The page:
This entire story is shown utilizing, basically, a single shot. There are some scenes where some craft editing is done, but with the utilization of a handheld camera, the story unfolds in a raw fashion, where the viewer feels closer to the characters and the characters themselves appear real. It was a fantastic movie, shots and interactions of which gave me chills.

Edward Norton is Mike Shiner. There appears to be no instance in which he broke from that character and his interactions with Emma Stone and Michael Keaton are fantastic. His monologues discussing the difference between Hollywood and Broadway will be quoted and studied for many years following this film.

I have no idea where Keaton pulled whatever he pulled to make this film, but he did it and he is unrecognizable. Seriously. It is a fairly meta film, he did play Batman as we all know, but the scenes when he goes on stage and when he begins to question his decision regarding this play, are Oscar-worthy.

The award winning part of this film, is the cinematography. I haven’t seen all of the presumed Oscar contenders, BUT, this film deserves the award for its cinematography. Some of the shots were set up so superbly and left me astounded as to how Inarritu did it.

This move set the standard for filmography and story telling and it something everyone needs to see and directors need to strive to create films as good as “Birdman”

Why I Will Never Go “Into the Woods” and Why You Shouldn’t Either

In Uncategorized on January 4, 2015 at 5:27 pm

Because, basically, it’s a crap film. I, personally, am not a huge fan of musicals, but given the hype machine surrounding this film, I agreed to see it and it was pretty terrible. The pacing was off, it stopped being a musical about halfway through the movie, and Johhny Depp as The Wolf was fairly disgusting. It also wasn’t that funny and I’ve heard that the musical is much better.

“Into the Woods” was directed by Rob Marshall based upon the musical created by Stephen Sondheim. This films involved the combination of Little Red Riding HoodRapunzel, Jack and the Bean Stalk, and Cinderella. This story includes three new characters, the Baker (James Corden), the Baker’s Wife (Emily Blunt), and the Witch (Meryl Streep) and all of these characters come together in the woods when the Witch is told that the Barker’s Wife can only give birth after a curse has been lifted. This curse was placed upon the Baker’s father for stealing the Witch’s magic beans and the Baker and his wife must collect various items from Jack (Daniel Huttlestone), Little Red Riding Hood (Lilla Crawford), Cinderella (Anna Kendrick), and Rapunzel (Mackenzie Mauzy). Throughout the movie there are various exposition-ary songs that explain everyone’s role within the film and what they want to gain from life.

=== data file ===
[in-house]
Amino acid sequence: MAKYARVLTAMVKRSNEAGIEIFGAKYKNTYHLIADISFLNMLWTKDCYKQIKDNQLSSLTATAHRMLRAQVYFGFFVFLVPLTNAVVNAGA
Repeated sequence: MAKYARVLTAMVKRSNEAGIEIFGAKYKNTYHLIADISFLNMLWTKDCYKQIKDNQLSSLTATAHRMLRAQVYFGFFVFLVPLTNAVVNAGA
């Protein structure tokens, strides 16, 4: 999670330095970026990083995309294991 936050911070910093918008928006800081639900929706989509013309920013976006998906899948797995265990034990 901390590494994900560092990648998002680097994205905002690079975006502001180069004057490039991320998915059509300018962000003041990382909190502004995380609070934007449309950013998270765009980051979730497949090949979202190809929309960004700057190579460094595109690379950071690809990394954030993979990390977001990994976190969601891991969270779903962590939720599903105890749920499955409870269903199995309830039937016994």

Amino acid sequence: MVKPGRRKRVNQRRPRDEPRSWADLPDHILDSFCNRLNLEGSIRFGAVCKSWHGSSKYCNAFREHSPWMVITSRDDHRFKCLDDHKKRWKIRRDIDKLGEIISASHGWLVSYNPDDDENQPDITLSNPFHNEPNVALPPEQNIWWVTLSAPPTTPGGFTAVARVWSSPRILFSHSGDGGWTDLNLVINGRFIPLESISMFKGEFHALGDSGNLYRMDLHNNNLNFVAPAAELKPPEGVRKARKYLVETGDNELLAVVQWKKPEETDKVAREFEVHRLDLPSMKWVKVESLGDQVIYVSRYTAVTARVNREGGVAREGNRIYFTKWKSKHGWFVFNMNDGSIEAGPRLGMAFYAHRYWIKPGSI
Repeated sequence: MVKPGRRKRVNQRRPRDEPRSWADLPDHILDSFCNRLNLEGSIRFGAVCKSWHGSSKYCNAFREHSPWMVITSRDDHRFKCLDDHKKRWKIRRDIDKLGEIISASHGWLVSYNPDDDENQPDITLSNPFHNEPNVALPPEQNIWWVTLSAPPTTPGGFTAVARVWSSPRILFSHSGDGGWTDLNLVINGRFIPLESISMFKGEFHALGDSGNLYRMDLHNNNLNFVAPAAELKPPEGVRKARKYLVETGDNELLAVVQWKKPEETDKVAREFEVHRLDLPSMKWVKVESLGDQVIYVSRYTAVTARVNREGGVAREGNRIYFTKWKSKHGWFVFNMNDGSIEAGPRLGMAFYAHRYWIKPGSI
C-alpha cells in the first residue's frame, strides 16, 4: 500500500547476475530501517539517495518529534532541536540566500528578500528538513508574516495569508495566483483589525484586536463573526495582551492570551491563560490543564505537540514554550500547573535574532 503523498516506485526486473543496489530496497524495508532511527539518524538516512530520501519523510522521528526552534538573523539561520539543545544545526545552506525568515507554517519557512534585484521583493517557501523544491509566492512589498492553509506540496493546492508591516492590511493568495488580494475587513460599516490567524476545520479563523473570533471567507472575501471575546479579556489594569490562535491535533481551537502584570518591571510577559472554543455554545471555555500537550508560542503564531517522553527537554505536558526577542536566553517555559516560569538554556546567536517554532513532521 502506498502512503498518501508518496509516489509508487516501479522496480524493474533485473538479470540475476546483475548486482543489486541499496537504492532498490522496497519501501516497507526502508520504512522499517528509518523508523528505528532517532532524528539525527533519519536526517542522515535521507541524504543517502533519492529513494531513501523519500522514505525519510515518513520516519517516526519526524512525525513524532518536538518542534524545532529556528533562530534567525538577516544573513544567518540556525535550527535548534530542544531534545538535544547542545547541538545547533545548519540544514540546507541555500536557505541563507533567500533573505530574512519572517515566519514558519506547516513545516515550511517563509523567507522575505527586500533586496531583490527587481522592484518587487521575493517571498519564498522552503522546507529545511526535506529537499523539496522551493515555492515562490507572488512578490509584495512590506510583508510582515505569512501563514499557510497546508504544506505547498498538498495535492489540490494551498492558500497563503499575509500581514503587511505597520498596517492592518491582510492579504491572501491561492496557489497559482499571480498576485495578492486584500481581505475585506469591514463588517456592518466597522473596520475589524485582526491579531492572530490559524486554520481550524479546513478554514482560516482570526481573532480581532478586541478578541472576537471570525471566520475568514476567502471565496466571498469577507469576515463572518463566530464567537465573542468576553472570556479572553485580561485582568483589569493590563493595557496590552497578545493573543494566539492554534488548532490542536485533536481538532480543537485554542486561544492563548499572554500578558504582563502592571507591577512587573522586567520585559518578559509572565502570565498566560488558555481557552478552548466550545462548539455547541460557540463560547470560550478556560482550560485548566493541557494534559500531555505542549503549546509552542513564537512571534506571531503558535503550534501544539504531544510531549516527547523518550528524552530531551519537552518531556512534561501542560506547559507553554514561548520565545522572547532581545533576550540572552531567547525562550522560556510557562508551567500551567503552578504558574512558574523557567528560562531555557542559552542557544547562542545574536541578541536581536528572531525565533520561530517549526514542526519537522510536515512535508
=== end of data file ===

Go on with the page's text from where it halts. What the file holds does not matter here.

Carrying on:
The major downfall of this film is the pacing, it is a back heavy film where the second part includes very little singing, is fairly dark, and drags on and on and on and on. I presumed that the film had about half an hour 45 minutes left in it. Nope. It goes on for nearly an hour, none of which was necessary.

It was also not at all funny, which I am told, was one of the best parts of the musical. There were scenes where the character stepped out of themselves to comment on something that he or she had done that, from the audience’s point of view, was stupid. But these moments were sprinkled throughout, when this film should have been saturated with it.

The Wolf was a rapist and watching him sing and gaze upon a young girl, whose skin he describes quite clearly, is incredibly uncomfortable. I am told that Little Red Riding Hood was played by an adult in the musical and the use of a child actress within this film for this scene was careless and disgusting. Seriously, the song should have been cut or Little Red Riding Hood should have been played by an adult.

Finally, my last little pet peeve about this film, is that when the Giantess (Frances de la Tour) for some reason the camera shot only goes so far as to include her nose all the way down to here feet. Her eyes are rarely visible. It happens enough times within this film to be incredibly annoying and bothersome.

My thoughts, this movie was a waste of time and money. If you haven’t seen it. Don’t.